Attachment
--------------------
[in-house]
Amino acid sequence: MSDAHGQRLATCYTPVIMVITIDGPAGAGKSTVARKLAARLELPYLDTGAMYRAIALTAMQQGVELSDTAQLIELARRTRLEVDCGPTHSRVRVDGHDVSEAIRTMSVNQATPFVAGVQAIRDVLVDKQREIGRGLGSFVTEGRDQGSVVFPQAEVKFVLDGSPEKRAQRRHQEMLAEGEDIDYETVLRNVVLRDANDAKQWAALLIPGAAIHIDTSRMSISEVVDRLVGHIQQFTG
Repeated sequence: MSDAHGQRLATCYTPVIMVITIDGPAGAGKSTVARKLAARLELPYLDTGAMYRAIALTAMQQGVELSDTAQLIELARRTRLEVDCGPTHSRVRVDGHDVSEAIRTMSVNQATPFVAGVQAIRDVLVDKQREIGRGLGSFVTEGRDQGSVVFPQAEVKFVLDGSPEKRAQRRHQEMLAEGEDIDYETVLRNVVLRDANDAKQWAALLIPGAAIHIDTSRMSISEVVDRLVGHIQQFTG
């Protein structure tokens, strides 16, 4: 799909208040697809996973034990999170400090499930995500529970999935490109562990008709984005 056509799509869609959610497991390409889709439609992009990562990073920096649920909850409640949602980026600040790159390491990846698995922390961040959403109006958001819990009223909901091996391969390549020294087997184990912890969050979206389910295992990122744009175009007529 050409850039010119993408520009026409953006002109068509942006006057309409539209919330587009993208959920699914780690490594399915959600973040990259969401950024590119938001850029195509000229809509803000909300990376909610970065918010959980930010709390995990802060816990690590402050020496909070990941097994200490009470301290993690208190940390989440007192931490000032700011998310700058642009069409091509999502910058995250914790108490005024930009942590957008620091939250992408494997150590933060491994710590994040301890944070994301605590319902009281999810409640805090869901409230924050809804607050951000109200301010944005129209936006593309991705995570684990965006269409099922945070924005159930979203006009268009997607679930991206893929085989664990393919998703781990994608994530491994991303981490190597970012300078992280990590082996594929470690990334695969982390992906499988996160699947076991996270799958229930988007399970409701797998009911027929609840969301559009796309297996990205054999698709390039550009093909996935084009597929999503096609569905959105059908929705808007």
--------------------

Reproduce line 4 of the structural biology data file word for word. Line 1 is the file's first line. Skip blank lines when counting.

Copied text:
């Protein structure tokens, strides 16, 4: 799909208040697809996973034990999170400090499930995500529970999935490109562990008709984005 056509799509869609959610497991390409889709439609992009990562990073920096649920909850409640949602980026600040790159390491990846698995922390961040959403109006958001819990009223909901091996391969390549020294087997184990912890969050979206389910295992990122744009175009007529 050409850039010119993408520009026409953006002109068509942006006057309409539209919330587009993208959920699914780690490594399915959600973040990259969401950024590119938001850029195509000229809509803000909300990376909610970065918010959980930010709390995990802060816990690590402050020496909070990941097994200490009470301290993690208190940390989440007192931490000032700011998310700058642009069409091509999502910058995250914790108490005024930009942590957008620091939250992408494997150590933060491994710590994040301890944070994301605590319902009281999810409640805090869901409230924050809804607050951000109200301010944005129209936006593309991705995570684990965006269409099922945070924005159930979203006009268009997607679930991206893929085989664990393919998703781990994608994530491994991303981490190597970012300078992280990590082996594929470690990334695969982390992906499988996160699947076991996270799958229930988007399970409701797998009911027929609840969301559009796309297996990205054999698709390039550009093909996935084009597929999503096609569905959105059908929705808007």